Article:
Post by Mark » Sun Apr 19, 2009 9:32 pm

What if our tech is good enough?
Incremental improvements just don't get us excited
http://www.techradar.com/news/world-of- ... s&attr=all
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Mark
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Re: Odds and ends

Post by Mark » Sun Apr 19, 2009 9:48 pm

Sorry Stereo, But Beatles in Mono Rocks a Lot More
http://i.gizmodo.com/5216258/sorry-ster ... a-lot-more
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Mark
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Re: Odds and ends

Post by Mark » Sun Apr 19, 2009 10:18 pm

"Changing the way vehicles move."
http://www.youtube.com/watch?v=tPmC4KPvOfg
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Mark
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Re: Odds and ends

Post by Mark » Sun Apr 19, 2009 10:41 pm

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Mark
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Re: Odds and ends

Post by Mark » Fri Apr 24, 2009 1:59 am

"Unlike conventional lasers, which use mirrored cavities to amplify light, the LCLS is a free-electron laser, creating light using free-flying electrons in a vacuum. The LCLS uses the final third of SLAC's two-mile linear accelerator to drive electrons to high energy and through an array of "undulator" magnets that steer the electrons rapidly back and forth, generating a brilliant beam of coordinated X-rays. In last week's milestone, LCLS scientists used only 12 of an eventual 33 undulator magnets to generate the facility's first laser light."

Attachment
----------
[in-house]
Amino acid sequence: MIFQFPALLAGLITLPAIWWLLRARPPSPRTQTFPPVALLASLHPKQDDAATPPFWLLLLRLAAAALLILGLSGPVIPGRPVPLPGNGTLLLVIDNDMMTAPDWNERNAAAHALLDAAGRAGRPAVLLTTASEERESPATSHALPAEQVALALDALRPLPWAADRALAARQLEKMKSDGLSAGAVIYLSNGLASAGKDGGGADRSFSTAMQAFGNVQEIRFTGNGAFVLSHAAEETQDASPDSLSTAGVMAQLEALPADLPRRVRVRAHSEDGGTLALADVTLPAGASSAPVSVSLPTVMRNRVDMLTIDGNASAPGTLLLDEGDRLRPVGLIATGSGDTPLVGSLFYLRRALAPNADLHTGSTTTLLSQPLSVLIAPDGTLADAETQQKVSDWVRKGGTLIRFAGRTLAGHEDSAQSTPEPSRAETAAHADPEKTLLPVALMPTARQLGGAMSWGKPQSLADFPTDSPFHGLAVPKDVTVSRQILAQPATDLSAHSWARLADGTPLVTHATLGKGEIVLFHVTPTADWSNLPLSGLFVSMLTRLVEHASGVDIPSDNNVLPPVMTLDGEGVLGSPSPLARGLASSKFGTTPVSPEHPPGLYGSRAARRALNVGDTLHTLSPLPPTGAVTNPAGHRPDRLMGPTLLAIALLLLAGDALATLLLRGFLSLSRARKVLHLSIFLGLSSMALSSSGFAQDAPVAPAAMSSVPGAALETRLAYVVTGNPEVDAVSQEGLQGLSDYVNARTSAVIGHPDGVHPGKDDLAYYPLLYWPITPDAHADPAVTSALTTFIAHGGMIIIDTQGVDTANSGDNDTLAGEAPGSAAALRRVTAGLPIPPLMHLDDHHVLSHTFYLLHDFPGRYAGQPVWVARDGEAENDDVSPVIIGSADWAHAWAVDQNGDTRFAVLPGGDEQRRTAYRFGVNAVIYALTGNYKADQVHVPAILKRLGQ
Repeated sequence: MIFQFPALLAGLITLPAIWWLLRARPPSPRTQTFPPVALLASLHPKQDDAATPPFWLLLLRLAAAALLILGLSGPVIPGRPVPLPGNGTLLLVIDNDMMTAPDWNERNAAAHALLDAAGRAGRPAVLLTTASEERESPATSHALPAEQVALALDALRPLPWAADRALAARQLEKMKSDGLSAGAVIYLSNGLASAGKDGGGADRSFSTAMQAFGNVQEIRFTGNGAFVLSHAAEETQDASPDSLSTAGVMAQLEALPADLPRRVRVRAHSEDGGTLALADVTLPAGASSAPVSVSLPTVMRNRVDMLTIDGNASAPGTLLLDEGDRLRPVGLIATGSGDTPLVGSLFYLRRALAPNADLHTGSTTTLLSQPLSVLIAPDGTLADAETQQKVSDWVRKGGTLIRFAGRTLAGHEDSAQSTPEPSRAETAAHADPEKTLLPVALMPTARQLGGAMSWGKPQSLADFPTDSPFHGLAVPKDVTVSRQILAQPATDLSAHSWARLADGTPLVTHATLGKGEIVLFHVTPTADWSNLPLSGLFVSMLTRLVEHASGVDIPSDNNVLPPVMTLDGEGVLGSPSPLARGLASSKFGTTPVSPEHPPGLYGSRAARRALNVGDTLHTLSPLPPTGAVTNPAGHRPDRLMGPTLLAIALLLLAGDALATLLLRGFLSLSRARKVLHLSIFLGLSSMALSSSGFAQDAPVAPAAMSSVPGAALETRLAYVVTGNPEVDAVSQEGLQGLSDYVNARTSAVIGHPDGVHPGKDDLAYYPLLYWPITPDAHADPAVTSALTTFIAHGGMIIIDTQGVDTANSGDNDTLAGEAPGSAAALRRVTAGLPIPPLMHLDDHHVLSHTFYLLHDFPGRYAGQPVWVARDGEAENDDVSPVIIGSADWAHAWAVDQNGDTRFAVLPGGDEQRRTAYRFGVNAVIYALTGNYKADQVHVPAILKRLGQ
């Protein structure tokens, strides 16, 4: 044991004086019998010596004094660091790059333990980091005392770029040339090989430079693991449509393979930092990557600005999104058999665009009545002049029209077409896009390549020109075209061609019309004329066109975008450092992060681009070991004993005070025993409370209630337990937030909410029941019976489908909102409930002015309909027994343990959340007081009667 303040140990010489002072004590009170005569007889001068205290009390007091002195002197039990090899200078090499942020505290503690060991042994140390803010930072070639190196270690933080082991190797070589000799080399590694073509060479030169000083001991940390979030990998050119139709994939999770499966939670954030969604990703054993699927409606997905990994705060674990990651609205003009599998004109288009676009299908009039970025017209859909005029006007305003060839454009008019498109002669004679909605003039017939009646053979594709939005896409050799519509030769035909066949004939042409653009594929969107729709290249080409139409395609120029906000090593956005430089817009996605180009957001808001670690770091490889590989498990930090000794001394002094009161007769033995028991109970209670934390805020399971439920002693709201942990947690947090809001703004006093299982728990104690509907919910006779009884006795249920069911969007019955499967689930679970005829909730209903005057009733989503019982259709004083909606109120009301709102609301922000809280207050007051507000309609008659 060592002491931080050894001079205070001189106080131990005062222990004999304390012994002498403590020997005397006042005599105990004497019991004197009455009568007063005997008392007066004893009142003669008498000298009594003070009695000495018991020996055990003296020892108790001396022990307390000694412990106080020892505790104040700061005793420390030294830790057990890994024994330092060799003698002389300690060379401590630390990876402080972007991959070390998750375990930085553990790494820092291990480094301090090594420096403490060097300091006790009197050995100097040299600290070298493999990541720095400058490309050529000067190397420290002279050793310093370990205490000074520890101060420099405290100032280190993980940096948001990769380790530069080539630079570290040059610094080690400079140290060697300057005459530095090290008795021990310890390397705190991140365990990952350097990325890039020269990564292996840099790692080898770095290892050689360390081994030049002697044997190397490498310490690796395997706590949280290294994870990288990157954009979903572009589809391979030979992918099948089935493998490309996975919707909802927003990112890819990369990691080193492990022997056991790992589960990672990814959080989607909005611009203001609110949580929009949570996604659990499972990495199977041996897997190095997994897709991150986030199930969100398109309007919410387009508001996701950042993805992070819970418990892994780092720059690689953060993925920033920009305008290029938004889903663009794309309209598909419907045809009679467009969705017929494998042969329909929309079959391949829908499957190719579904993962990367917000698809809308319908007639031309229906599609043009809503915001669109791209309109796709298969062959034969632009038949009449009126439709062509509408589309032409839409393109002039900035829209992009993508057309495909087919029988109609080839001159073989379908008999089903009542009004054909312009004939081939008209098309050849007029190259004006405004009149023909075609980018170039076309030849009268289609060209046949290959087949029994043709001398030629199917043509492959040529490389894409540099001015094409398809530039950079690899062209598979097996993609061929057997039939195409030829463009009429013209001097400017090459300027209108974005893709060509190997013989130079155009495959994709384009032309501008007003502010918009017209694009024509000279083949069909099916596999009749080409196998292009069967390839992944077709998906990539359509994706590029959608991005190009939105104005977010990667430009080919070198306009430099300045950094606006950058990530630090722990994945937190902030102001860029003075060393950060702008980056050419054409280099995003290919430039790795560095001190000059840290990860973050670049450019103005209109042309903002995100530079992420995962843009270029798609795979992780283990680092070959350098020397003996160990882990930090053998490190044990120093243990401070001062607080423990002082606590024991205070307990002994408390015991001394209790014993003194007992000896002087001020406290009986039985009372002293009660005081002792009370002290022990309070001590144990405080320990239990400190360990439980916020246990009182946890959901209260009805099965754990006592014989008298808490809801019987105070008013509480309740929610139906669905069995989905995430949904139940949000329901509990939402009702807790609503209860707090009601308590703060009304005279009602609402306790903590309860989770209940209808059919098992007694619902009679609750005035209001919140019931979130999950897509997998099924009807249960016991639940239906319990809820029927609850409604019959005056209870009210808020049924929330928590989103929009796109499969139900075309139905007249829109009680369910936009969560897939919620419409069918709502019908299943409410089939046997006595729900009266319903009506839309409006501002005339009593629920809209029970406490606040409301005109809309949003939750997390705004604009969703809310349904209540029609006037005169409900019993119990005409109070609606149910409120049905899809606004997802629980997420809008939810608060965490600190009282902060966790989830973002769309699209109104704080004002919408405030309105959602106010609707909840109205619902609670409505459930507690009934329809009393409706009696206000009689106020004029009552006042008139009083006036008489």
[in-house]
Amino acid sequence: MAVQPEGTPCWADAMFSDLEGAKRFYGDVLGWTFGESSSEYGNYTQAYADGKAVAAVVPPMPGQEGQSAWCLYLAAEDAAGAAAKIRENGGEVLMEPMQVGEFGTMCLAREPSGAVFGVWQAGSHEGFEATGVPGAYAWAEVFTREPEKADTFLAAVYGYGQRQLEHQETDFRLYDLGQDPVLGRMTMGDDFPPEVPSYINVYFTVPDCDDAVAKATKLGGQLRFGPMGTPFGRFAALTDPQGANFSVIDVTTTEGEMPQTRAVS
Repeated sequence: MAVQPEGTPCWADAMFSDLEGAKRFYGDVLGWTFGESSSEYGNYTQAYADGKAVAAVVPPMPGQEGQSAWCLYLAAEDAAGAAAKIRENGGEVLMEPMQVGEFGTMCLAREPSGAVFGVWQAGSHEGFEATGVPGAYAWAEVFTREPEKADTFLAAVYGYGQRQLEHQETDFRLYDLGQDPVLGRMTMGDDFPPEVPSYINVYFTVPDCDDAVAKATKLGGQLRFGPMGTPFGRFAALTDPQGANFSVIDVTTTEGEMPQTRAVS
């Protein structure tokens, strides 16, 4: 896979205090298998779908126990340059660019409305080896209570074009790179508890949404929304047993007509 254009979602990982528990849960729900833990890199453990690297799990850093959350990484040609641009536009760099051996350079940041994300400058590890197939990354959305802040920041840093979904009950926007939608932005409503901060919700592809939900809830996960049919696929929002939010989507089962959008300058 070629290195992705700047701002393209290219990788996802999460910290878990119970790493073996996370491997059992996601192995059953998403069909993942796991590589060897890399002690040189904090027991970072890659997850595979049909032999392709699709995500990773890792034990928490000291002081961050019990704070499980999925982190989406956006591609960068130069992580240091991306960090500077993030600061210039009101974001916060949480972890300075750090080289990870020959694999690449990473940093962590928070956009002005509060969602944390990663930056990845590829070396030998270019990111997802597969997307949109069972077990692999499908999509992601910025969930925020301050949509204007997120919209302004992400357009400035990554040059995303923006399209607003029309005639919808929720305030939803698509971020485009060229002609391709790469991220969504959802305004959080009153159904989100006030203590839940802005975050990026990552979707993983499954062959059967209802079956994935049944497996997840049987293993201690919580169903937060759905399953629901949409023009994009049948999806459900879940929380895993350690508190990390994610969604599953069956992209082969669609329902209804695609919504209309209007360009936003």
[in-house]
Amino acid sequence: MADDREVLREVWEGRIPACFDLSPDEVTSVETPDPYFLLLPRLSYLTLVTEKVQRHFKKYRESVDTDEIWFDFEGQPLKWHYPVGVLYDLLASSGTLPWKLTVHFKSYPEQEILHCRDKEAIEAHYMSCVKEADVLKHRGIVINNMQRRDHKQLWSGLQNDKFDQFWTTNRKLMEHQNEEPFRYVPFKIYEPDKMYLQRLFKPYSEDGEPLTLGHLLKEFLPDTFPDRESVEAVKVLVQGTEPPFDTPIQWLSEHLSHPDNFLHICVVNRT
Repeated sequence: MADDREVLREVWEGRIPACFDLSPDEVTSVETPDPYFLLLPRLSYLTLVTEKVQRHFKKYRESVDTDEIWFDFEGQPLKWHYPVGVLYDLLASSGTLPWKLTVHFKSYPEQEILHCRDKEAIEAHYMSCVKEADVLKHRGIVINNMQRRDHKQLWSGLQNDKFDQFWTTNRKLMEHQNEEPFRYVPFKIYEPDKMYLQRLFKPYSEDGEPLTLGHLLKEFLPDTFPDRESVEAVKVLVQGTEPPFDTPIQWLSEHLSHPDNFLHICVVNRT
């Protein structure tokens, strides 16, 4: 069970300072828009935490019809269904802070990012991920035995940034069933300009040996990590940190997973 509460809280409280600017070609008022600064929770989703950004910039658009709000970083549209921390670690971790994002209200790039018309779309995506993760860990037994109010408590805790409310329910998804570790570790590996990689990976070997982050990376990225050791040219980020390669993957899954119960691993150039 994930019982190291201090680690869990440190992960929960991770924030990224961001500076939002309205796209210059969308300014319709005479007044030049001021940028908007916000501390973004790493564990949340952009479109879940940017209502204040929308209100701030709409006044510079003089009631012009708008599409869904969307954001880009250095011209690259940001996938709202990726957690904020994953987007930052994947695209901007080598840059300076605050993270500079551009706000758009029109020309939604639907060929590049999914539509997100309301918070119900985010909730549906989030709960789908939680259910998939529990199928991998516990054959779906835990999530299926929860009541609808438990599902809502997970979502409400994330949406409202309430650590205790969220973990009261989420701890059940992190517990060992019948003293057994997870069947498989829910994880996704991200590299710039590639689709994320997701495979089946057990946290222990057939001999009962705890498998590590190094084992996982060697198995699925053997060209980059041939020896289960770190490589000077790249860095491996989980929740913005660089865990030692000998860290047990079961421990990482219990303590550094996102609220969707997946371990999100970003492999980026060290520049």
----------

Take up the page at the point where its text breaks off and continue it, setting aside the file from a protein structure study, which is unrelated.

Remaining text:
http://home.slac.stanford.edu/pressrele ... 090421.htm
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Mark
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Re: Odds and ends

Post by Mark » Fri Apr 24, 2009 2:24 pm

New pulsejet or jam jar ignition system and throttle control? ha
http://www.washingtonpost.com/wp-dyn/co ... 9042204139

The movie.
http://www.washingtonpost.com/wp-dyn/co ... 9042204139
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Mark
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Re: Odds and ends

Post by Mark » Fri Apr 24, 2009 11:36 pm

"Michigan University chemists created a zinc-oxide crystal riddled with tiny pores that has the highest surface area of any material in the world."
"Each time a hydrogen molecule hits the wall the hydrogen sticks for a fraction of a second, the product of what’s known as the London dispersion force." http://www.technology.am/zinc-oxide-cry ... 34110.html
http://www.chem.purdue.edu/gchelp/liquids/disperse.html

"To understand London dispersion forces, think of the electrons in a molecule as a constantly changing cloud."
http://www.cartage.org.lb/en/themes/sci ... ersion.htm
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Mark
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Re: Odds and ends

Post by Mark » Sun Apr 26, 2009 2:42 pm